Tuesday, August 31, 2004
A big fat Lapham
Shultz opines that “the major media routinely bring to their coverage of significant political events a predetermined storyline.” He and his cohorts at TCS are collecting examples (via Instapundit).
How about the moronic convergence of Dan Rather, Tom Brokaw and Michael Moore all pitching the first convention night story that the Republican's are falsely putting on a socially liberal face, on a night during which not a single speaker spoke a socially liberal word? (It was "A nation of Courage" night.)
Again, the party/media hacks seem to be getting their talking points Moore, whose puddle of spittle stains today’s USA Today. Tim Graham at National Review spots the Rather/Brokaw ploy and asks them some pointed questions about coverage that has no grounding in the covered event:
What was it about Monday night's speeches that had anything to do with abortion, or homosexuality, or stem-cell research? How was it relevant to the night's events? … Certainly, the Democratic convention did not spend any time on abortion, or homosexuality: They spent it all on Lieutenant Kerry "reporting for duty." Why should the Republicans be pressed to do something different?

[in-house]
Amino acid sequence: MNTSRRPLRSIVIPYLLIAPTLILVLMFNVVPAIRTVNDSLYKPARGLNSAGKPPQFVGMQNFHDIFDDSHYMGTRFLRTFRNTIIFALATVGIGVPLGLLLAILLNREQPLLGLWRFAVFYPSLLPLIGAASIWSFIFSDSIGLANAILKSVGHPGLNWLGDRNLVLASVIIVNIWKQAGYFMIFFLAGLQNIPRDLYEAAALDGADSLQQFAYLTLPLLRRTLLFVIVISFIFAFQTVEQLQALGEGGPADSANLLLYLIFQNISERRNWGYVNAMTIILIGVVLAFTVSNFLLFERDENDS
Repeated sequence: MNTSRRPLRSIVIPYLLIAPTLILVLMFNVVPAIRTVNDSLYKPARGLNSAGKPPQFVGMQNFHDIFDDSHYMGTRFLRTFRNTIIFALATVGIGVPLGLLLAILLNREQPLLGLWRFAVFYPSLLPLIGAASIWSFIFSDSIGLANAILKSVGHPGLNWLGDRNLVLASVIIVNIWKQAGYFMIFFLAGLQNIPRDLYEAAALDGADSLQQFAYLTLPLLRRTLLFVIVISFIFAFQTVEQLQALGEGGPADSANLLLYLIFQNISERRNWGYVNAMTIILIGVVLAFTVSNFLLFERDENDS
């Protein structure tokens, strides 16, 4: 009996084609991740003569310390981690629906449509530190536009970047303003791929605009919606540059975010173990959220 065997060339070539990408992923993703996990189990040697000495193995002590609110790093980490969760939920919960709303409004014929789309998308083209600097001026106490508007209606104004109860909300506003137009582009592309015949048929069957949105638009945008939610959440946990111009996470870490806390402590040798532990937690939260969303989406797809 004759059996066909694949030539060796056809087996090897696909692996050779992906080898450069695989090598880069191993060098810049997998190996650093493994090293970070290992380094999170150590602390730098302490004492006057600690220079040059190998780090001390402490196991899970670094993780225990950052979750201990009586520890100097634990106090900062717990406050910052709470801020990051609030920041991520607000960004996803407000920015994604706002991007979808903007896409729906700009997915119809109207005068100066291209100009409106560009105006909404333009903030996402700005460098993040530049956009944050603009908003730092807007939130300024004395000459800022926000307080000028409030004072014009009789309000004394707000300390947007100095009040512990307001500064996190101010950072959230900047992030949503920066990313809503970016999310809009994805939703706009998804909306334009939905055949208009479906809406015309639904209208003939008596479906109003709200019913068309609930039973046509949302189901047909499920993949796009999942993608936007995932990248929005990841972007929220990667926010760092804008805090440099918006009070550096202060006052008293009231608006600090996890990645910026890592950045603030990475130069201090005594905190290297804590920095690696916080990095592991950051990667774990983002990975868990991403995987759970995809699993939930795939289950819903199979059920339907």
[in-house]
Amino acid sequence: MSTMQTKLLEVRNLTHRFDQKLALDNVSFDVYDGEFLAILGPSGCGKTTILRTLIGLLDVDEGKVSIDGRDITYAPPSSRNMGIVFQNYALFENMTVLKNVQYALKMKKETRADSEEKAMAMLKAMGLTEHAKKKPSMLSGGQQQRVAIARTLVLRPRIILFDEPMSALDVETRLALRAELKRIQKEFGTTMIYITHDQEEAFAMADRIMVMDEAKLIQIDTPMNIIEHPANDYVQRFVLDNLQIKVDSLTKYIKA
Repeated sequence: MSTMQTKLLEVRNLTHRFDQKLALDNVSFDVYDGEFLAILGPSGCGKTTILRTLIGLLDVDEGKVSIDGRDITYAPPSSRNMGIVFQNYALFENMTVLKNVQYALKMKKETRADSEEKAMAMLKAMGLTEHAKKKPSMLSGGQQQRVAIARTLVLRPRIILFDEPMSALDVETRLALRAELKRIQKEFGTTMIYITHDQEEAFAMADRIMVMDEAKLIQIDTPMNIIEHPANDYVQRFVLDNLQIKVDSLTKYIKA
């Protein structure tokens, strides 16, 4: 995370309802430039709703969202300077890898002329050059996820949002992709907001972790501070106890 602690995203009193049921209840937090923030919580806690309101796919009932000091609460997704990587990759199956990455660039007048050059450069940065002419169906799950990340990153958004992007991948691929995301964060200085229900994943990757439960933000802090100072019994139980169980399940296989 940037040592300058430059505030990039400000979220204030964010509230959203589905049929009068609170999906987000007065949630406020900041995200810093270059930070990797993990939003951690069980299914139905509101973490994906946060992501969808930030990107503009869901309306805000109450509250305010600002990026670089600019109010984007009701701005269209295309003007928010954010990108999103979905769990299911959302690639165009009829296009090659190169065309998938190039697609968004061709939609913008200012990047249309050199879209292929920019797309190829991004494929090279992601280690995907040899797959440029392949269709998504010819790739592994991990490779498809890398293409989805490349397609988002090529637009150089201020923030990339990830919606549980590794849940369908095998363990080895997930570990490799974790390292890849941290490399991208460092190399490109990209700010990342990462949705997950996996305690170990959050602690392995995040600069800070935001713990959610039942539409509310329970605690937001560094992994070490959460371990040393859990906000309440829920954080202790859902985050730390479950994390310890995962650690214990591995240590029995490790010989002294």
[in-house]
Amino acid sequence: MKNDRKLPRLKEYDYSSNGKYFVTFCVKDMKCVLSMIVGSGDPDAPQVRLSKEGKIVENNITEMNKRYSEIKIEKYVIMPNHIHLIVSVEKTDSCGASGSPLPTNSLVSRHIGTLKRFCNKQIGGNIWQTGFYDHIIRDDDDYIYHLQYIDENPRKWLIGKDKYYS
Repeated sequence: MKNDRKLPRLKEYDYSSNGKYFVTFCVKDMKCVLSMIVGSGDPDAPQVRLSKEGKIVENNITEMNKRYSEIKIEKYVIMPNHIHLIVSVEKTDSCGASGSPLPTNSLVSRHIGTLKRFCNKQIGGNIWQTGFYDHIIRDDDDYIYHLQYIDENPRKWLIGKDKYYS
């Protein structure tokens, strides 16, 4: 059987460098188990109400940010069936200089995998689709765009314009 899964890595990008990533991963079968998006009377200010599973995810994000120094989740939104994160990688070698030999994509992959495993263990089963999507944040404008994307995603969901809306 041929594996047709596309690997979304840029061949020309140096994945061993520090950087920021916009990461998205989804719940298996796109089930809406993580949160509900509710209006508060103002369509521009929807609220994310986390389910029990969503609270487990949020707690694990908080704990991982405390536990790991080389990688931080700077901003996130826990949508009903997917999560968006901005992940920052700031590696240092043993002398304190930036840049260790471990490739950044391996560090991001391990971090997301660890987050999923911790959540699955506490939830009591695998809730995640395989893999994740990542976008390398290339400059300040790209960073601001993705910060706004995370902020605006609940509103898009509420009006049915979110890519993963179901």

ABC, CBS, and NBC never mentioned abortion or gay issues in their three nights of prime-time Boston coverage. CNN also avoided these issues in prime time. MSNBC avoided abortion talk, and carried two mentions of homosexuality. Chris Matthews asked Virginia Gov. Mark Warner once about how a pro-gay stand will play in the South. (Um, it won't.) Only PBS noticed the absence of these issues in Boston, with two mentions of abortion and two of homosexuality.
But there was CNN's Aaron Brown last night complaining: "I don't think the Republican party can go an entire week without mentioning the economy, without mentioning health care, without mentioning the range of social issues. But they managed to get through the entire night tonight without talking about any of them." These are important issues, and the differences between the parties are dramatic. But a fair and balanced network wouldn't just discover them at convention number two.
As Graham notes, there was no “move to the middle” in the actual day's events, but that didn’t stop the press from sticking to its “move to the middle” story line. Was this “coverage” literally written well before the convention, as Michael Moore’s USA today article surely was? I smell a Lapham.
P.S. Moore’s best line:
Our side is full of wimps who'd rather compromise than fight.
In dealing with terrorism anyway.